Perpetuating war by exalting its sacrifices

Currently many world leaders are in Europe commemorating the 75th anniversary of the D-Day invasion. This remarkable scene from the anti-war satire The Americanization of Emily (1964), set during World War II, just prior to the D-Day invasion, has James Garner warning of the dangers of glorifying war to the mother of Julie Andrews, who has lost her husband, father, and brother to the war.

That speech was written by screenwriter Paddy Chayefsky. I wonder if mainstream film companies would allow such a scene these days.


  1. Rob Grigjanis says

    Mano, have you read Chris Hedges’ War Is a Force That Gives Us Meaning? I haven’t, but it’s on my list, and I’ve heard Hedges speak many times, including about this book. A powerful voice.

  2. says

    I refuse to have anything to do with anything D-Day. It’s not as bad in Canada as the US, but we have our own glorification of war and the armed forces up here too and while I still see WW2 as a just war on our side I don’t want to participate in anything that paints war as the best we can be.

    While happily Canada avoided getting mixed up in Bush’s illegal war in Iraq, we did get embroiled in Afghanistan and I remember people saying “you can be against the war but still support the troops” and by “support the troops” they clearly meant don’t say anything against the war.

  3. Venkataraman Amarnath says

    As usual the decisive Battle of Stalingrad and the sacrifice of more than one million Russians are conveniently forgotten.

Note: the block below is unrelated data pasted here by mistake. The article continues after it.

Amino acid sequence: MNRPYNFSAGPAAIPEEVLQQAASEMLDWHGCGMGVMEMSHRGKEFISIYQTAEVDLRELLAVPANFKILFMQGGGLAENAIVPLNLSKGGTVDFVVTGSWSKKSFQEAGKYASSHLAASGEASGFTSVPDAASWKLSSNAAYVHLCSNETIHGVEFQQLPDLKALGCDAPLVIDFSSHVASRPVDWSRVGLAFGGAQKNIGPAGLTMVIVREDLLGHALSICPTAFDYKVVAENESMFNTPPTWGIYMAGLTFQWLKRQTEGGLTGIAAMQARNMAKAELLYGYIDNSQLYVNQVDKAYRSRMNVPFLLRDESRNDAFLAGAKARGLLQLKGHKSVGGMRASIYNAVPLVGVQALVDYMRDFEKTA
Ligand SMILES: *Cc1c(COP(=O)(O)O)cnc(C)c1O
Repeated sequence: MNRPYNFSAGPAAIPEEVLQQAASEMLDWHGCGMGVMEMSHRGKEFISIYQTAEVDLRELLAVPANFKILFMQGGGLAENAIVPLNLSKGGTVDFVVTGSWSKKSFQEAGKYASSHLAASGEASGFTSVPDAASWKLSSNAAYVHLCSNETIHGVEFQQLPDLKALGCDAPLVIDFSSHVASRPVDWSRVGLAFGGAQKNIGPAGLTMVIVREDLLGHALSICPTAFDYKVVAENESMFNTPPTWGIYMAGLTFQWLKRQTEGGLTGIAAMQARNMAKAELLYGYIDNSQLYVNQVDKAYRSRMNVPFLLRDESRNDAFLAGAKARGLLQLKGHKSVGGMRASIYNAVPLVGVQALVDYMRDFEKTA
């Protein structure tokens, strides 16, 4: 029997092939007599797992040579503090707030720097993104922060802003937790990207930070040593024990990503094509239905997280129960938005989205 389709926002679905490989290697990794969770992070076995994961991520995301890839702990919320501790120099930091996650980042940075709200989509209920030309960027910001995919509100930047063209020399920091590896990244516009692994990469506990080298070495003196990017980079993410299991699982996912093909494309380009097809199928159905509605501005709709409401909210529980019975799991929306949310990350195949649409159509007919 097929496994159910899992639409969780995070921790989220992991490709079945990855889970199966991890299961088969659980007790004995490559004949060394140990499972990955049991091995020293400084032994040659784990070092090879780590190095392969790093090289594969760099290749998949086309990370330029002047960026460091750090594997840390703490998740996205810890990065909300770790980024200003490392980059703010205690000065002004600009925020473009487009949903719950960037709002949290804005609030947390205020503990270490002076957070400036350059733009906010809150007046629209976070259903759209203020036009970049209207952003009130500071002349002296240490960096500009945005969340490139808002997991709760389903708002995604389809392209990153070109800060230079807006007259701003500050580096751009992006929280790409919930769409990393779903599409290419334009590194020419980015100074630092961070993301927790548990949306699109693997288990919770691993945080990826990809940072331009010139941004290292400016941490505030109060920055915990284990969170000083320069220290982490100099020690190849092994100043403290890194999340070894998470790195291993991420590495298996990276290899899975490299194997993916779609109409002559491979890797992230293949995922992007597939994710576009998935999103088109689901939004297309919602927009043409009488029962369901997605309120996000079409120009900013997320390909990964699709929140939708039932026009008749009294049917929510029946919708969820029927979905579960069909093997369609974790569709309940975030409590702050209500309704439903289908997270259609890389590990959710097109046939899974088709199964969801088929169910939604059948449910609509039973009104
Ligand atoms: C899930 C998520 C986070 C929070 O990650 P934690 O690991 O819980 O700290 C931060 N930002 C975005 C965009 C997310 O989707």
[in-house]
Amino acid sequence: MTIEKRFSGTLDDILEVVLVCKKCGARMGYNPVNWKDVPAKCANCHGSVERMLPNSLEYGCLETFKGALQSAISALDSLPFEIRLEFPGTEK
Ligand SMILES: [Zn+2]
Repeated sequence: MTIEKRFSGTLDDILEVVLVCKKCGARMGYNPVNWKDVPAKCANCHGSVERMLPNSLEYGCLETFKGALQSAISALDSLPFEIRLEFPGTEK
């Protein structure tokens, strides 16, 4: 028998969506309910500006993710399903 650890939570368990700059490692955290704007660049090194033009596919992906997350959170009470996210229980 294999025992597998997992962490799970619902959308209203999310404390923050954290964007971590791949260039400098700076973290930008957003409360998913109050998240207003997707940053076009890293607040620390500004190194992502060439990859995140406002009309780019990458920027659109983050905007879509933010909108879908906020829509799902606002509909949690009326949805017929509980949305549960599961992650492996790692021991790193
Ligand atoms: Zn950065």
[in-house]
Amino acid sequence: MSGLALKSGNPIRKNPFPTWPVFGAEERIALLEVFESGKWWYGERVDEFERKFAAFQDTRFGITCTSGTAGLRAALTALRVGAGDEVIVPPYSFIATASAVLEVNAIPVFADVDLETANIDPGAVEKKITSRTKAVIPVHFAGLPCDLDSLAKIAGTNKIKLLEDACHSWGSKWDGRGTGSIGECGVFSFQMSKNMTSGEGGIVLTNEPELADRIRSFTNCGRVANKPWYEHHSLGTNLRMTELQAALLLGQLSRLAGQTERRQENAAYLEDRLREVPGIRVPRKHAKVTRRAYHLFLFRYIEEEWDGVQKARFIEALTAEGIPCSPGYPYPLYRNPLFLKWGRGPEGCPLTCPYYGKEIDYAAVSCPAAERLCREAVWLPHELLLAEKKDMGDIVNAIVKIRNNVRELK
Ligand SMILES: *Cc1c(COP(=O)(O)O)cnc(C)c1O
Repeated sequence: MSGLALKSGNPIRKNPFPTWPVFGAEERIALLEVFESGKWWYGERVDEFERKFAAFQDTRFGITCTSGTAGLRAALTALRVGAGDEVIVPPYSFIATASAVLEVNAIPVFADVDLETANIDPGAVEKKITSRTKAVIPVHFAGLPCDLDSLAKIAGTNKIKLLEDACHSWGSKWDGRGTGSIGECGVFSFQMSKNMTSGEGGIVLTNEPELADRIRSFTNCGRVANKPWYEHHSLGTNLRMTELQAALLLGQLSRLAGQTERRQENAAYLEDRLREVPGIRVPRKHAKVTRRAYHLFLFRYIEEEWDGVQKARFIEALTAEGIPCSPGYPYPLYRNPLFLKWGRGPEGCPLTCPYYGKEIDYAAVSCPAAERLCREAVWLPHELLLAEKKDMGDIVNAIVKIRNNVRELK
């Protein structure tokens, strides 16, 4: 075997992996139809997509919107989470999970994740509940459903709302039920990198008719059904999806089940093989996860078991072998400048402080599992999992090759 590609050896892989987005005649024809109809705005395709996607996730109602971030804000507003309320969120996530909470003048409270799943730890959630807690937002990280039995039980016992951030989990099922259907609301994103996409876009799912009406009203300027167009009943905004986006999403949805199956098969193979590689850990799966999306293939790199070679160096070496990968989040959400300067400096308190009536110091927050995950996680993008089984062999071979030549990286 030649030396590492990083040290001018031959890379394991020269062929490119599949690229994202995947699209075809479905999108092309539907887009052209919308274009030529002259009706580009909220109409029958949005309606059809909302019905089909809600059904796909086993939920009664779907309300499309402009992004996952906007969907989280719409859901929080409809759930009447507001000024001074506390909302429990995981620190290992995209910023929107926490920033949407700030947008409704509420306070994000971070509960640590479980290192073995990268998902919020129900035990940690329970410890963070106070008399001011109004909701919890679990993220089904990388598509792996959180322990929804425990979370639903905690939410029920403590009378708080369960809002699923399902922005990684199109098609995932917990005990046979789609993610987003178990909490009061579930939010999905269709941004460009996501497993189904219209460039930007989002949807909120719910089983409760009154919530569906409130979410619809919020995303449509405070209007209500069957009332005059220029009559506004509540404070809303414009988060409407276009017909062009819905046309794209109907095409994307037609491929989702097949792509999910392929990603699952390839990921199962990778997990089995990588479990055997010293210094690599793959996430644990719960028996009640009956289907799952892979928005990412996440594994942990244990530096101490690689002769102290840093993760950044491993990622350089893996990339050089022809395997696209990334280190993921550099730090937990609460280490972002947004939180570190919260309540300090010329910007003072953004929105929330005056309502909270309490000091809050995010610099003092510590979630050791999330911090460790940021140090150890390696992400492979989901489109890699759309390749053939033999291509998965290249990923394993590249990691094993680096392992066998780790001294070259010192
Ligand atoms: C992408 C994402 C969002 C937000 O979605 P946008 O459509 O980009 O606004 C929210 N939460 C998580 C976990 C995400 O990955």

Although not a war movie, Ballad of a Soldier set at that time is my favorite movie.

  4. Jazzlet says

    Paul Durant, yes it is nice to see Joyce Grenfell in a serious role.

    Venkataraman Amarnath have a look at Steve Bell’s cartoon in the Guardian, he hasn’t forgotten.

  5. Rob Grigjanis says

    Tabby Lavalamp @4:

    by “support the troops” they clearly meant don’t say anything against the war.

    Yeah, that bullshit has bothered me for decades. My usual response is my own version of “support the troops”:

    Don’t send them to war unless it is absolutely necessary.
    If they must be sent, give them everything they need to do the job.
    Take care of them when they come back, and their families if they don’t come back.

    Venkataraman Amarnath @5: I thought Enemy at the Gates was quite good.

  6. 12 says

    In Canada the the public was very cold on the Afghanistan war at the outset, and the government of the day managed to keep us out of the Iraq war. We’ve been getting blasted with a unrelenting stream of brainless jingoism ever since. When I was growing up Remembrance (Armistice) Day was a very somber and reflective occasion, much in the spirit of the above clip. Watching my country’s attitudes steadily retrograding in the face of the propaganda machine has been heartbreaking.

  7. antaresrichard says

    I realize I’m in a small minority, but I never understood the ennoblement of one of humankind’s most ignoble activities. And yes, I recognize the irony of my avatar.

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